The house itself, is a whimsical generational home in which each member of the family is given his or her own unique room. As more members of the family are born, new rooms are added onto the house, including a towering structure on the top that makes the house look almost like a castle. After losing both of her sons, Edith's mother began sealing off everyone's rooms so that Edith (and any future children) would not become aware of how the others died. But, each room has alternate ways in and out, including some secret doorways and tunnels.

Despite the whimsical, fantastical nature of the house, everything feels surprisingly real and lived-in. The house is cluttered with the paraphernalia of the family (since they were apparently also hoarders), and each room has a very distinct personality. Even the shared spaces that do not belong to any one individual still exhibit a sense of personality to them. This is a family that takes great pride in their history and the connectedness that they have towards one another.

The Finch home is a whimsical, generational house.

As she learns about these stories, Edith questions whether the family members should know about the stories of their relatives and the supposed curse? Or does that knowledge make tragedy a self-fulfilling prophecy? Should she share these stories with her unborn son, at the risk that the knowledge may cause him to also fall victim to the curse? Or is he cursed either way, and has a right to know it?...

[More]

A Quiet Place

I missed yet another theatrical sci-fi movie. The trailers for Annihilation made the movie look like kind of a dumb monster flick, so I didn't rush out to go see it. I only started to hear several weeks later that it might actually be a pretty good sci-fi film. Unfortunately, life happened, my weekends were busy, and I never made it out to the cinema to see it.

So instead, I was invited to see a new horror movie with some friends. A Quiet Place is also a monster flick, but its novel gimmick really helps to set it apart from other monster movies. The gimmick itself isn't even particularly original. Other movies have featured monsters that are especially sensitive to sound. It's the execution of A Quiet Place that sets it apart.

Much like last year's exceptional War for the Planet of the Apes, A Quiet Place's dialogue comes mostly in the form of subtitled sign language, which the family of protagonists already knows because the oldest child (Millicent Simmonds) is deaf. This leads to the movie being palpably quiet for most of its runtime. I say "most" because there's a few moments of punctuated loudness that work effectively. There's also quite a few moments in which artificially-loud noises, sound effects, and musical ques are used to create cheap jump scares.

That last bit was disappointing because when A Quiet Place is cleverly using its sound design to ratchet up tension, it works phenomenally. This comes through most clearly with the deaf daughter. The movie goes almost completely silent whenever it switches to her point of view, with a faint, high-pitched static being the only sound you'll hear. When this is combined with some depth of field effects that make it hard to see clearly what's going on, it really helps to sell the sense of powerlessness and lack of awareness of the character, which ratchets up the tension for the audience.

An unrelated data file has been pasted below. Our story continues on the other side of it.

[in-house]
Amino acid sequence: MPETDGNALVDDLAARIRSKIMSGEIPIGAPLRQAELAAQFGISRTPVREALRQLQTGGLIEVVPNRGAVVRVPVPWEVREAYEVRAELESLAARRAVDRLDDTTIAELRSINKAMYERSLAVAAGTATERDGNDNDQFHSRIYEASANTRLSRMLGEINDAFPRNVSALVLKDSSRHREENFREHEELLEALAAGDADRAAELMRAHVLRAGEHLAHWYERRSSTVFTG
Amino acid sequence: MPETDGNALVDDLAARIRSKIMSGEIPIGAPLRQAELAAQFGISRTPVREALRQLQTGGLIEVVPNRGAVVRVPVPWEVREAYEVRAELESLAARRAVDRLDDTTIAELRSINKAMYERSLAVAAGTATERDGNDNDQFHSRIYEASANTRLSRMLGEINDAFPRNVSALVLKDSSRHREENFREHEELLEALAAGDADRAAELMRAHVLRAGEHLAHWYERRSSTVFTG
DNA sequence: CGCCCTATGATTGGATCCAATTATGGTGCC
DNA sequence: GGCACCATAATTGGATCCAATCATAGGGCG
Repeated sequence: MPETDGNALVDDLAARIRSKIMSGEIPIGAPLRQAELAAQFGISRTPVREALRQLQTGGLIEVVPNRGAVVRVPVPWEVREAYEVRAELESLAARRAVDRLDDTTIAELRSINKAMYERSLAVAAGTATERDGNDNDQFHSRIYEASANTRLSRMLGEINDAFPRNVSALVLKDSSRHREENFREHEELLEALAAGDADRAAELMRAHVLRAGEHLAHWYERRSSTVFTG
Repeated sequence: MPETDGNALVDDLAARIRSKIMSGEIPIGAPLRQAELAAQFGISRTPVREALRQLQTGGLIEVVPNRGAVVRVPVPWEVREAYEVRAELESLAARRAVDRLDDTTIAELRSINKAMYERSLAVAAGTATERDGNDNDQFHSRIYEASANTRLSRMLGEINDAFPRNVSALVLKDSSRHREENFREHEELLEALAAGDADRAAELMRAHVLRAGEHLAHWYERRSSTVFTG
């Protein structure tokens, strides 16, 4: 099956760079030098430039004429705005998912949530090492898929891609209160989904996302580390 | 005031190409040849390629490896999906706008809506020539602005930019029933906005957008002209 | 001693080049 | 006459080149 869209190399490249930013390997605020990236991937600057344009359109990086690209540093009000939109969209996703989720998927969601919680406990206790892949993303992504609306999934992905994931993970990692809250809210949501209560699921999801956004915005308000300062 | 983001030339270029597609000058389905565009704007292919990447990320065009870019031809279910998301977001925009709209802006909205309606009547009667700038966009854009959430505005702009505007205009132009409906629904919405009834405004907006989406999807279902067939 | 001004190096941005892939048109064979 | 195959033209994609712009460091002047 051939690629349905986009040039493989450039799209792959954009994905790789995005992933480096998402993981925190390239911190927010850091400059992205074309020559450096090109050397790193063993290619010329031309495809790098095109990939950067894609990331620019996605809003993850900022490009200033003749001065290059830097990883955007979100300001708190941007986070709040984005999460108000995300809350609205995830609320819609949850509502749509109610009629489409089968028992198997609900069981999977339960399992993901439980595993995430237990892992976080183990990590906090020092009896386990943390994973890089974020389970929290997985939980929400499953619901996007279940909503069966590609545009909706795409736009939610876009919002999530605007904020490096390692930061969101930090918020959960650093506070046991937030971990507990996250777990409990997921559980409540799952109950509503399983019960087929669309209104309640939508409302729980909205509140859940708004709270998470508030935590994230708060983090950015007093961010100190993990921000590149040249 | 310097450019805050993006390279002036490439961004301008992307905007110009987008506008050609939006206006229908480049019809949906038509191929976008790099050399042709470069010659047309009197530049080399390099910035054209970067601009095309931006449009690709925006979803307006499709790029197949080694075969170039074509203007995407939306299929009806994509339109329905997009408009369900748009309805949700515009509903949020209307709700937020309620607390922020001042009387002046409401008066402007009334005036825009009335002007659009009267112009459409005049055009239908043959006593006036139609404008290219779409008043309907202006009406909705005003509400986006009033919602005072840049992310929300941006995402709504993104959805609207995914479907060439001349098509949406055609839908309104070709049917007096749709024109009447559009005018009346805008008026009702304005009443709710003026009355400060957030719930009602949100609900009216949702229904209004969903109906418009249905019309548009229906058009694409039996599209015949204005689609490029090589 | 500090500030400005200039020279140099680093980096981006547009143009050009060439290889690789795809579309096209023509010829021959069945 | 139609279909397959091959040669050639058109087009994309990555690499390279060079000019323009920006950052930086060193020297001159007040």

The daughter is deaf, so the family already knows sign language, and use it throughout the movie.

The diagetic loud noises, such as the toy space shuttle or knocking over the lamp at the beginning of the movie work really well to punctuate the silence and create momentary panic. It's when lazy, cliche horror movie sounds start to come into play that things start to feel cheap. I'm not sure whether to blame this on actor/director John Krasinski, or on producer Michael Bay. I lean towards the latter. It doesn't ruin the movie, but it does weaken it a little...

[More]
Grid Clock Widget
12      60
11      55
10      50
09      45
08      40
07      35
06      30
05      25
04      20
03      15
02      10
01      05
Grid Clock provided by trowaSoft.

A gamer's thoughts

Welcome to Mega Bears Fan's blog, and thanks for visiting! This blog is mostly dedicated to game reviews, strategies, and analysis of my favorite games. I also talk about my other interests, like football, science and technology, movies, and so on. Feel free to read more about the blog.

Check out my YouTube content at YouTube.com/MegaBearsFan.

Follow me on Twitter at: twitter.com/MegaBearsFan

Patreon

If you enjoy my content, please consider Supporting me on Patreon:
Patreon.com/MegaBearsFan

FTC guidelines require me to disclose that as an Amazon Associate, I earn from qualifying purchases made by clicking on Amazon product links on this site. All Amazon Associate links are for products relevant to the given blog post, and are usually posted because I recommend the product.

Without Gravity

And check out my colleague, David Pax's novel Without Gravity on his website!

Featured Post

The un-fulfilled promise of Civilization VI's announcement trailerThe un-fulfilled promise of Civilization VI's announcement trailer03/04/2022 The announcement trailer for Sid Meier's Civilization VI made me very excited. Not just because there was a new iteration of my favorite PC game franchise, but also because the message of the trailer made me excited for the possibility that Civilization VI would take a much more humanist and globalist approach to its gameplay...

Random Post

Does "time" even exist?Does "time" even exist?05/12/2011 I recently discussed some the problems inherent to time travel in works of fiction. Most notably, the paradoxes contained in the Terminator and Back to the Future movies. But now I want to take a step back and look at time itself. Does "time" even exist? The standard notion of time is that it is a fourth dimension just as fundamental...

Tag Cloud

Month List

Recent Comments

Comment RSS